• Puligny Montrachet, Philippe Chavy, 2005 - Blended from four lieu dits vineyards of medium, but mature age. Thankfully the Domaine uses only 20 to 30% new oak so the complexity of the chardonnay grown in these fine vineyards can show through. Still lean and immature, this excellent Puligny displays all the best attributes of this commune. Clean, firm and mineral laden throughout, this will be an very good wine in about five years. ($48)
    • Meursault Charmes, 1er Cru, Hospices de Beaune, Cuvée Bahèzre de Lanlay,  2005 - Purchased at the Hospices de Beaune auction by Wright, this is a big, oaky (100% new) viscous chardonnay that will be well-liked by those more experienced with California Chardonnay rather than Burgundy. Despite all the oak, it is still a very good wine, but I don’t see it as something to cellar. ($55)
    • Chambolle Musigny, Les Sentiers, 1er Cru,  A. & H. Sigaut, 2005 - All the luxurious, delicious, supple pinot character that you expect from the Chambolle Musigny commune, which Wright unabashedly declares as his first love in Burgundy. The color is perfect pinot, rich and dark, but still completely translucent. The bouquet is perfumed and silky reaching your nose long before the glass is even close to it.  While ripe and substantial on the palate, it is still lively and zesty with a wonderful undercurrent of acidity elevating and enlivening the sweet fruit and textures. The finish is long and satisfyingly laced with smoothly textured tannins that promise many years of development. Certainly a wine that should be allowed to see at least its tenth birthday. An outstanding pinot noir. ($72)
    • Pommard, Réyane & Pascal Bouley, 2004 (tasted with dinner after the tasting and then with lunch the following day) Yet another 04 Burgundy requiring more time. At first a bit off from what I thought was a bit of reduction so I put the bottle away for the next day. At Easter lunch the following day the wine was lovely, but delicate. This, like most 04’s are Burgundy for Burgundy lovers. Those used to the more obvious charms of New World pinot will find them perhaps too delicate, but those seeking complexity instead of power will be pleased. Let another five years pass to give this wine a chance to open. If you are going to drink now an hour or two in a decanter will improve your experience. ($48)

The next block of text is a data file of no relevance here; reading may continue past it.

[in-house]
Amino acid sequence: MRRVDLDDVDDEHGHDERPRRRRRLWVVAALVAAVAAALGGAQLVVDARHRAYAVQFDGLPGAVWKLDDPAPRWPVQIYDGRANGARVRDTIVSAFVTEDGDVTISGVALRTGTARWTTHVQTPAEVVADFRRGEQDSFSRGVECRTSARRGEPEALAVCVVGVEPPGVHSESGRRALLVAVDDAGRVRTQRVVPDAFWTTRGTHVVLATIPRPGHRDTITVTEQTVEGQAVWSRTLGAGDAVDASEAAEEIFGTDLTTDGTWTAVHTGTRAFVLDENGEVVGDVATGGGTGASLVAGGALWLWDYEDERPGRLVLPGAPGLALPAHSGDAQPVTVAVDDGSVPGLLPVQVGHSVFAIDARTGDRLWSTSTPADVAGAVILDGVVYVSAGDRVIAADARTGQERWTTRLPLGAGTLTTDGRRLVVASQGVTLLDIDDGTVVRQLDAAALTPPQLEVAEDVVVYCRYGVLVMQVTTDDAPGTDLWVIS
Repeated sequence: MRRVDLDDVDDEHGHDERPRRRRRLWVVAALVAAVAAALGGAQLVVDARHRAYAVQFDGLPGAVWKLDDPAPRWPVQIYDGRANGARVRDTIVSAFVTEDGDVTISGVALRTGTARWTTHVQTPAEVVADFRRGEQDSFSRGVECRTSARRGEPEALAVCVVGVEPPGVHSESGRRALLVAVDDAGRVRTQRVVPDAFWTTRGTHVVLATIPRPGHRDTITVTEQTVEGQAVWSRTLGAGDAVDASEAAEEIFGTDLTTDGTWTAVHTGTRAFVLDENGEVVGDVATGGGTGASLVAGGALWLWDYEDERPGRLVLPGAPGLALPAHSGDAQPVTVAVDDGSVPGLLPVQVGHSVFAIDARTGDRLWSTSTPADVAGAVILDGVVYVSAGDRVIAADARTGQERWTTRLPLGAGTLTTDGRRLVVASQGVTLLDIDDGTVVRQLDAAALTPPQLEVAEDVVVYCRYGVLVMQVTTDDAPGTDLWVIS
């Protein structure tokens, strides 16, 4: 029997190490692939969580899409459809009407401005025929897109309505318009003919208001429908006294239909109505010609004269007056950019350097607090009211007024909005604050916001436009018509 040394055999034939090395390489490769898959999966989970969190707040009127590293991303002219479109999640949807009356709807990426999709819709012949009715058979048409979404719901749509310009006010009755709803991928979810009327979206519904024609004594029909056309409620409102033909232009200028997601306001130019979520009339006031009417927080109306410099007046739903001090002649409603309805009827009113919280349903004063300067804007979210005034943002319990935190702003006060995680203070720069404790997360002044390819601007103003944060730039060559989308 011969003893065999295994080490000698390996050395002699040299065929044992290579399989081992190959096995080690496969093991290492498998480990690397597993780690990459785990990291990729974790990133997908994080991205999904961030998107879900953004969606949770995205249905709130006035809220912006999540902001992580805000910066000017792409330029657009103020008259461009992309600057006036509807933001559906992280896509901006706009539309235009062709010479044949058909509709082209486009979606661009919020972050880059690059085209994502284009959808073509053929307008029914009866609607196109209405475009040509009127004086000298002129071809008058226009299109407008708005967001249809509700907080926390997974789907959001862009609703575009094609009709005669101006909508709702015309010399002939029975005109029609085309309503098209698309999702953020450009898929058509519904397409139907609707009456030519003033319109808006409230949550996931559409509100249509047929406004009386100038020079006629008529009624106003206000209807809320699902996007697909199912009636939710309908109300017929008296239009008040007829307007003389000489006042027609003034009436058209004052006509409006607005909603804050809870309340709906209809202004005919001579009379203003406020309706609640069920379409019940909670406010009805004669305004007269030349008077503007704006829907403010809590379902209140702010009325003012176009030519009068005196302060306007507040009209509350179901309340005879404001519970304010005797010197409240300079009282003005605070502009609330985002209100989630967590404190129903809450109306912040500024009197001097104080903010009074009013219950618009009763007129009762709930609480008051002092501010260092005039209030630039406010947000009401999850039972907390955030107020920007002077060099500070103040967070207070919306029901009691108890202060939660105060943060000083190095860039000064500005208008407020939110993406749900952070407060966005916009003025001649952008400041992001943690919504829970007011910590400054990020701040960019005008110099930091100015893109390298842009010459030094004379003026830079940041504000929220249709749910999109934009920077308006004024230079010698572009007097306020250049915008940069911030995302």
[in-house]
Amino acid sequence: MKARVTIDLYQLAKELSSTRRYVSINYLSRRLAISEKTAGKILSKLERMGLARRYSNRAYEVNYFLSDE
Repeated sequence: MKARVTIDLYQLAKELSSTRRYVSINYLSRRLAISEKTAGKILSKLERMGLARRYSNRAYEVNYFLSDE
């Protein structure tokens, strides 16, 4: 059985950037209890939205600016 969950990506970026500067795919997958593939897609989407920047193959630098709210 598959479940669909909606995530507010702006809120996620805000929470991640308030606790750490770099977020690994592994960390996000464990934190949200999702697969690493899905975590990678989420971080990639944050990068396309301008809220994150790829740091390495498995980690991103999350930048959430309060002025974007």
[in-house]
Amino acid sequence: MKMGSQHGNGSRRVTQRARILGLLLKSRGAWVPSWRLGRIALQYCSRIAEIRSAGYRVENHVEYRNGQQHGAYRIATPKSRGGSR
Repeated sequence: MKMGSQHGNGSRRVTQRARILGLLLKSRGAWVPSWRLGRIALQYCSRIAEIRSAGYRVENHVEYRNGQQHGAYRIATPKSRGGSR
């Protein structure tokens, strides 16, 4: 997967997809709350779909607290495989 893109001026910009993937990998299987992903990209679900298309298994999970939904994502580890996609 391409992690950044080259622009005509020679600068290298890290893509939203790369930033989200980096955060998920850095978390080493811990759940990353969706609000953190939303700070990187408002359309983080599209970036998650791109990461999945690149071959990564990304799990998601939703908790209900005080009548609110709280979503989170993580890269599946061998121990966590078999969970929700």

• Pommard, Platièries, Thierry Violot-Guillemard, 2005 - Perfectly lovely light ruby color that is quite translucent. Richly smoky with a dark, brooding black fruit character that is not prepared to show itself yet. Very structured and tannic at this point, as you would expect from a Pommard, this is a wine that not only requires, but demands significant aging to show its considerable potential. Somewhere around 2015 this should be an excellent wine. ($54)
    • Mazoyères Chambertin, Grand Cru, Taupenot-Merme, 2005 - As good as the other wines were, here you reach a new level. This is a wine that will show any Burgundy critic the error of their ways. Simply a stunning interplay of power and elegance, this is an extraordinary pinot noir. The complexity and terroir exhibited by this wine will keep New World pinot noir winemakers up at night wondering if they can ever achieve such wine. All baby fat and young tannin at this point, you can feel the rumbling greatness that will rise in this wine with time. The aromas and flavors are velvety and exotic with touches of smoky oak and bittersweet chocolate. This is another wine that should not be opened before 2015. ($110)